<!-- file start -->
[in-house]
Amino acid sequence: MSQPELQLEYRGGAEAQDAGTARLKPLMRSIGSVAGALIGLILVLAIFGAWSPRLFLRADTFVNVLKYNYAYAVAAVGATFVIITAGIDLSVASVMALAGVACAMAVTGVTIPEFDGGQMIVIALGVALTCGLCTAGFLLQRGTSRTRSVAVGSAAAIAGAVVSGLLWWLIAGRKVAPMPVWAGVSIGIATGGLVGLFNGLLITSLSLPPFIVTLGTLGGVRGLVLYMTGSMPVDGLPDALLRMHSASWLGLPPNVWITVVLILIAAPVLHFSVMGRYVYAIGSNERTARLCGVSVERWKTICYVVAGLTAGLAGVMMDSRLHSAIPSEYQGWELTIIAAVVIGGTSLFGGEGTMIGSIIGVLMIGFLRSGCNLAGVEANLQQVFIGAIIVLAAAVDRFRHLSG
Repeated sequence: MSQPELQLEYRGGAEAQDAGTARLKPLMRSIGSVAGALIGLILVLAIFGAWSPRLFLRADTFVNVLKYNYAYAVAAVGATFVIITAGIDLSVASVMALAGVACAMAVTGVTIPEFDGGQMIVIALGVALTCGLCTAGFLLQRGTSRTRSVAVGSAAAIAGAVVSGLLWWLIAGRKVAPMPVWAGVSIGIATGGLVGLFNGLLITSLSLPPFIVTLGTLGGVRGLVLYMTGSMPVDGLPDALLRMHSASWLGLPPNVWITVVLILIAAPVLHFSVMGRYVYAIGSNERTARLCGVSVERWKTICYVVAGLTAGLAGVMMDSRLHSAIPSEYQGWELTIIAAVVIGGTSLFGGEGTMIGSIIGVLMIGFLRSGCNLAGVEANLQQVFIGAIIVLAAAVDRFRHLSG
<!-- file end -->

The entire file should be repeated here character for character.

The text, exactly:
[in-house]
Amino acid sequence: MSQPELQLEYRGGAEAQDAGTARLKPLMRSIGSVAGALIGLILVLAIFGAWSPRLFLRADTFVNVLKYNYAYAVAAVGATFVIITAGIDLSVASVMALAGVACAMAVTGVTIPEFDGGQMIVIALGVALTCGLCTAGFLLQRGTSRTRSVAVGSAAAIAGAVVSGLLWWLIAGRKVAPMPVWAGVSIGIATGGLVGLFNGLLITSLSLPPFIVTLGTLGGVRGLVLYMTGSMPVDGLPDALLRMHSASWLGLPPNVWITVVLILIAAPVLHFSVMGRYVYAIGSNERTARLCGVSVERWKTICYVVAGLTAGLAGVMMDSRLHSAIPSEYQGWELTIIAAVVIGGTSLFGGEGTMIGSIIGVLMIGFLRSGCNLAGVEANLQQVFIGAIIVLAAAVDRFRHLSG
Repeated sequence: MSQPELQLEYRGGAEAQDAGTARLKPLMRSIGSVAGALIGLILVLAIFGAWSPRLFLRADTFVNVLKYNYAYAVAAVGATFVIITAGIDLSVASVMALAGVACAMAVTGVTIPEFDGGQMIVIALGVALTCGLCTAGFLLQRGTSRTRSVAVGSAAAIAGAVVSGLLWWLIAGRKVAPMPVWAGVSIGIATGGLVGLFNGLLITSLSLPPFIVTLGTLGGVRGLVLYMTGSMPVDGLPDALLRMHSASWLGLPPNVWITVVLILIAAPVLHFSVMGRYVYAIGSNERTARLCGVSVERWKTICYVVAGLTAGLAGVMMDSRLHSAIPSEYQGWELTIIAAVVIGGTSLFGGEGTMIGSIIGVLMIGFLRSGCNLAGVEANLQQVFIGAIIVLAAAVDRFRHLSG